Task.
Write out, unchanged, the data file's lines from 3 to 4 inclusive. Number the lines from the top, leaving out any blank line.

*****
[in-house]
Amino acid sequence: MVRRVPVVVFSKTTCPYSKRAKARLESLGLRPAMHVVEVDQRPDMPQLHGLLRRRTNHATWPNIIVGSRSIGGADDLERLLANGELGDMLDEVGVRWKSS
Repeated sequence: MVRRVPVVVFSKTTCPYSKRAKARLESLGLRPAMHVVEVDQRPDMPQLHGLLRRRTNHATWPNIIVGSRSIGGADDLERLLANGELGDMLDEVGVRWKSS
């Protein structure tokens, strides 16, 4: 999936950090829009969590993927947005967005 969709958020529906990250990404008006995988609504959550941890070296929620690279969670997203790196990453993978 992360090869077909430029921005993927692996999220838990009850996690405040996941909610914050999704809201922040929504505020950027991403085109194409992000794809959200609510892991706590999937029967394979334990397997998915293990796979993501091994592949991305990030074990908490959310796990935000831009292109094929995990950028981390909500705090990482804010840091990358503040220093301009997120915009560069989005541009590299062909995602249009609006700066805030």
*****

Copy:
Repeated sequence: MVRRVPVVVFSKTTCPYSKRAKARLESLGLRPAMHVVEVDQRPDMPQLHGLLRRRTNHATWPNIIVGSRSIGGADDLERLLANGELGDMLDEVGVRWKSS
């Protein structure tokens, strides 16, 4: 999936950090829009969590993927947005967005 969709958020529906990250990404008006995988609504959550941890070296929620690279969670997203790196990453993978 992360090869077909430029921005993927692996999220838990009850996690405040996941909610914050999704809201922040929504505020950027991403085109194409992000794809959200609510892991706590999937029967394979334990397997998915293990796979993501091994592949991305990030074990908490959310796990935000831009292109094929995990950028981390909500705090990482804010840091990358503040220093301009997120915009560069989005541009590299062909995602249009609006700066805030």